Some questions in risk management and high-dimensional data analysis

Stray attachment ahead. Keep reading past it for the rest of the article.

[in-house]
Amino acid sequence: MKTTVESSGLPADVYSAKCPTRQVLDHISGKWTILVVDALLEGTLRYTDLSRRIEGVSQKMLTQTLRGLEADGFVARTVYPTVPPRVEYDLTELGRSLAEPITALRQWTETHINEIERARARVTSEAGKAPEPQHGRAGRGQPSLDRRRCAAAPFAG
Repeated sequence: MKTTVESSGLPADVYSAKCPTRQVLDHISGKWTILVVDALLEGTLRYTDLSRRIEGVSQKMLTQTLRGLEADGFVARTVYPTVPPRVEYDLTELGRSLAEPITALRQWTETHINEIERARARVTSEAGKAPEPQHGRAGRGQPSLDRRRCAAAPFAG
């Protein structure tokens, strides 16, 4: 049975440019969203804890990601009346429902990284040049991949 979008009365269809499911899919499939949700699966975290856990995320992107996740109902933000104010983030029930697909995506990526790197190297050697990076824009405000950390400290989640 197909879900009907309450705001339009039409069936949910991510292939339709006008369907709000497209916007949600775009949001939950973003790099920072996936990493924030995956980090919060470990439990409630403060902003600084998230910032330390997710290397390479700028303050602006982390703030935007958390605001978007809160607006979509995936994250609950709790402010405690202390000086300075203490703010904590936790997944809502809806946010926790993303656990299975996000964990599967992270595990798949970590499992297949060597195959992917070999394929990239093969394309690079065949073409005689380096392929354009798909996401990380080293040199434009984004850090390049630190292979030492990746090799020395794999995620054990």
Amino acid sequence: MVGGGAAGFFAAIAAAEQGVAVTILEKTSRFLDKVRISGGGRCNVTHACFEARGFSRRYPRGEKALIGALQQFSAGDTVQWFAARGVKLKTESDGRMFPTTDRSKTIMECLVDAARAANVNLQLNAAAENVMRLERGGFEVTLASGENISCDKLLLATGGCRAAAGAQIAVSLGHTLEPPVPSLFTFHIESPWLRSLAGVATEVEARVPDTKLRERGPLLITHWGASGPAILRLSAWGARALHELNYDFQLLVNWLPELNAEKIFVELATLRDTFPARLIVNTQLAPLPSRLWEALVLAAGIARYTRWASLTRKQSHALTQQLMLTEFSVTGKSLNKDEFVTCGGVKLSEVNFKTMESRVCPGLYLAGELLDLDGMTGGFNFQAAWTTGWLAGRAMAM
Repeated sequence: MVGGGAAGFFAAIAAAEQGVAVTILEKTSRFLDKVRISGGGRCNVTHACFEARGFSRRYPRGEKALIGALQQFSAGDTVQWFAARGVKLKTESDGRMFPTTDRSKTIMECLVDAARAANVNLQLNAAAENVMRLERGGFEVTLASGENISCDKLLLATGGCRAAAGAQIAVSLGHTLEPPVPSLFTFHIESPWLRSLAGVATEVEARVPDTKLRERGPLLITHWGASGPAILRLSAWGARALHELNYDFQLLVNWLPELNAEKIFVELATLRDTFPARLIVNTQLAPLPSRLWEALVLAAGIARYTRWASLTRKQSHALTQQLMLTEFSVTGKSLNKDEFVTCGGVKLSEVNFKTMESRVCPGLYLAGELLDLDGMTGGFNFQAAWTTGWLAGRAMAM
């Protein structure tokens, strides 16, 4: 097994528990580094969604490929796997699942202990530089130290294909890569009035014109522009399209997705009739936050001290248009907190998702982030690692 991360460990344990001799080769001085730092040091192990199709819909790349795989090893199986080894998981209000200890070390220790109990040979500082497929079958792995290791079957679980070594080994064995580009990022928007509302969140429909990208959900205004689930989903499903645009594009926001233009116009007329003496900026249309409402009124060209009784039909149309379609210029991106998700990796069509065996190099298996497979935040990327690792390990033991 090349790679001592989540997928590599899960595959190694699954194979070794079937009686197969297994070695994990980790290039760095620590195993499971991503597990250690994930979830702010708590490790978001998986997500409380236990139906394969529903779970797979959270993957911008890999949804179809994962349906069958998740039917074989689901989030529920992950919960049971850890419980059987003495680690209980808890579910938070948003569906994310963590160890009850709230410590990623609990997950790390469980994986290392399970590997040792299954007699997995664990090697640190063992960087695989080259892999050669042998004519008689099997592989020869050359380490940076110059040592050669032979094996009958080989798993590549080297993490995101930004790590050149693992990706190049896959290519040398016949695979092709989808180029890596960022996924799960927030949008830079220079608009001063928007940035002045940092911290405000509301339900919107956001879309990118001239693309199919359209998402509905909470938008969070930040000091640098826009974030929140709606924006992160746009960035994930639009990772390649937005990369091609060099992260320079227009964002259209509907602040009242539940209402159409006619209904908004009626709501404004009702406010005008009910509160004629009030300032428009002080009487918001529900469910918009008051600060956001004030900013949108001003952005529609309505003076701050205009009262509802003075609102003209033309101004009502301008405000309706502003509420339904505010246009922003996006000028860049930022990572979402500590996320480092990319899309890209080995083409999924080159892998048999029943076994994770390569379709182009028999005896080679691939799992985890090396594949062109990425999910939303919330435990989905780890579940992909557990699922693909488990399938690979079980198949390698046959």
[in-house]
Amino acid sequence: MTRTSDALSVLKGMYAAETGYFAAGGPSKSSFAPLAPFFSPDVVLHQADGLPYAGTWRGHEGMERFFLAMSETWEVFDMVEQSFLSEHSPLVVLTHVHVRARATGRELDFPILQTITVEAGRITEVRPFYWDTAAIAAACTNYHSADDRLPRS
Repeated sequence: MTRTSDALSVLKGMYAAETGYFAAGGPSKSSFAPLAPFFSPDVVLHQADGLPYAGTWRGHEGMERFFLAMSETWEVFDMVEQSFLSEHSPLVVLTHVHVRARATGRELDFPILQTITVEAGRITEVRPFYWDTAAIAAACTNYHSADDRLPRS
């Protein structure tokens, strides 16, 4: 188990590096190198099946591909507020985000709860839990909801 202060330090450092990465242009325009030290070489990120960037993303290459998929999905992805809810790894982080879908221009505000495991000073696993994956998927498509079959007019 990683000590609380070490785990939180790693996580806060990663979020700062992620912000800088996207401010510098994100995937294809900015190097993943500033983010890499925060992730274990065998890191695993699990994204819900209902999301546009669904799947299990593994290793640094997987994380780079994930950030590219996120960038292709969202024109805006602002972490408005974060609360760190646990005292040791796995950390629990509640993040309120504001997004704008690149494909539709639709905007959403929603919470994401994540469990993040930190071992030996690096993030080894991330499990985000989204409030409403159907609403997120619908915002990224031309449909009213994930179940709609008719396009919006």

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This thesis addresses three topics in the area of statistics and probability, with applications in risk management. First, for the testing problems in the high-dimensional (HD) data analysis, we present a novel method to formulate empirical likelihood tests and jackknife empirical likelihood tests by splitting the sample into subgroups. New tests are constructed to test the equality of two HD means, the coefficient in the HD linear models and the HD covariance matrices. Second, we propose jackknife empirical likelihood methods to formulate interval estimations for important quantities in actuarial science and risk management, such as the risk-distortion measures, Spearman's rho and parametric copulas. Lastly, we introduce the theory of completely mixable (CM) distributions. We give properties of the CM distributions, show that a few classes of distributions are CM and use the new technique to find the bounds for the sum of individual risks with given marginal distributions but unspecific dependence structure. The result partially solves a problem that had been a challenge for decades, and directly leads to the bounds on quantities of interest in risk management, such as the variance, the stop-loss premium, the price of the European options and the Value-at-Risk associated with a joint portfolio.